Kami may be classified into three main types:9
Shintoists express their gratitude and respect for the kami through individual shrine worship, rituals, customs, and even festivals, some of which are held in conjunction with State holidays and celebrations.
Shrine worship generally consists of a purification ritual (washing), making an offering of food or money to the kami for which the shrine was erected, and saying a prayer.
A number of different festivals, called matsuri, are held to celebrate seasonal events, such as the fall harvest and the New Year.10 Many shrines also hold matsuri to honor their own particular purpose or history.
Ceremonies are also held for certain rites of passage, such as Hatsumiya-Mode, which is the visit of a newborn baby to a shrine to receive blessings. Another example is Shichi-Go-San, where boys aged five and girls aged three and seven visit a shrine to give thanks for their good health and receive blessings.7
Shintoism does not have a system of ethics or morals, but rather places emphasis on ritual and ceremony to express the joyful acceptance of nature. Life and death are viewed as natural processes. The general concept of good and evil does not exist. What is important is ritual, particularly rituals pertaining to purity, which are closely related to an individual's obligations to his superiors - ancestors, the emperor, family, Japan, and Shinto. The demonstration of loyalty is most important, and is expressed through the observance of rituals and taboos.5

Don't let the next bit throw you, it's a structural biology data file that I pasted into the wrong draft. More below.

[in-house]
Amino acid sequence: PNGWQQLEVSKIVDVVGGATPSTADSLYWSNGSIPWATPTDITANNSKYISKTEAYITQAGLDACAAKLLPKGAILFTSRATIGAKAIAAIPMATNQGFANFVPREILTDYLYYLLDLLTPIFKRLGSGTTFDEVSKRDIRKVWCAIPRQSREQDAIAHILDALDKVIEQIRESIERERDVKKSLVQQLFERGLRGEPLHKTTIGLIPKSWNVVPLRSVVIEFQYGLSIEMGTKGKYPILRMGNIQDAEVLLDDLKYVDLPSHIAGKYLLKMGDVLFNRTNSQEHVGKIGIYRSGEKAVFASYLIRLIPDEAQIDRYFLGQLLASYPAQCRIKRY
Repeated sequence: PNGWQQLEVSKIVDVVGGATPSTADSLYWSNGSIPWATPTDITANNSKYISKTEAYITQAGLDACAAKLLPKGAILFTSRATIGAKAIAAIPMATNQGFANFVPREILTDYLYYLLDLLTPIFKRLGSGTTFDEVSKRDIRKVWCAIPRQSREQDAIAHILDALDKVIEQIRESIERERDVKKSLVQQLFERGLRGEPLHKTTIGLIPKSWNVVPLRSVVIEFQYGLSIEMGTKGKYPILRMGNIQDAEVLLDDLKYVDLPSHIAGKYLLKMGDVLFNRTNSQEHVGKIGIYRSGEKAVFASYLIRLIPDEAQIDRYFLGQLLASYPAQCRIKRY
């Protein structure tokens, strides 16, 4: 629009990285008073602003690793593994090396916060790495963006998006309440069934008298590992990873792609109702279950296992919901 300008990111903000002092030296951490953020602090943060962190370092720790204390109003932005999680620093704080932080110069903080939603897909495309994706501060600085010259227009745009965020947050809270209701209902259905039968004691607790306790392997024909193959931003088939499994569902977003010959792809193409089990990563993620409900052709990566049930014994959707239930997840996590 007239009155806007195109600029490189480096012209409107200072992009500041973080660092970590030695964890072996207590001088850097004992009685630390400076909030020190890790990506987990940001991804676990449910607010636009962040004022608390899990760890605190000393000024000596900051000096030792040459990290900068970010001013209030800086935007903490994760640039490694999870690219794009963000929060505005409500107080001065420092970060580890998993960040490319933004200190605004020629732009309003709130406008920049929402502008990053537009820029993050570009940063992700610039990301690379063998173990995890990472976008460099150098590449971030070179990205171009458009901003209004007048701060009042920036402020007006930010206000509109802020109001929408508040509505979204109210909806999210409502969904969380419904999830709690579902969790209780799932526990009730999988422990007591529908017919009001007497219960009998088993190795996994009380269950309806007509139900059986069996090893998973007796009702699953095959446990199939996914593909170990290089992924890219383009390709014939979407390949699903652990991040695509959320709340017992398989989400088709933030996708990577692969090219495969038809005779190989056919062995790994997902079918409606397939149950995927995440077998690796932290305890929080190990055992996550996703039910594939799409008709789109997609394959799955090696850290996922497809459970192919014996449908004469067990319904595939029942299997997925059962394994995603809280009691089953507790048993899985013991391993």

The Four Affirmations of Shinto:11
This site provides a brief overview of Shinto history and details the basic beliefs and practices. It also offers a few links at the end to other Shinto-related sites.
This site provides more detail on the history of Shintoism, from the myth of Amaterasu to the Meiji Restoration and the present. There are also descriptions of Shinto ceremonies, shrines, shrine architecture, and purification rituals.
Basic Terms of Shinto
This site provides an alphabetical listing of terminology associated with Shintoism and is good for reference.
A Guide to Japan
This site contains numerous links within it on the history and culture of Japan. Descriptions are given on the all the different eras and events from the ancient Jomon and Yayoi periods to the present. There are also links that provides descriptions and examples of Shinto festivals, ceremonies, and shrines. Includes pictures.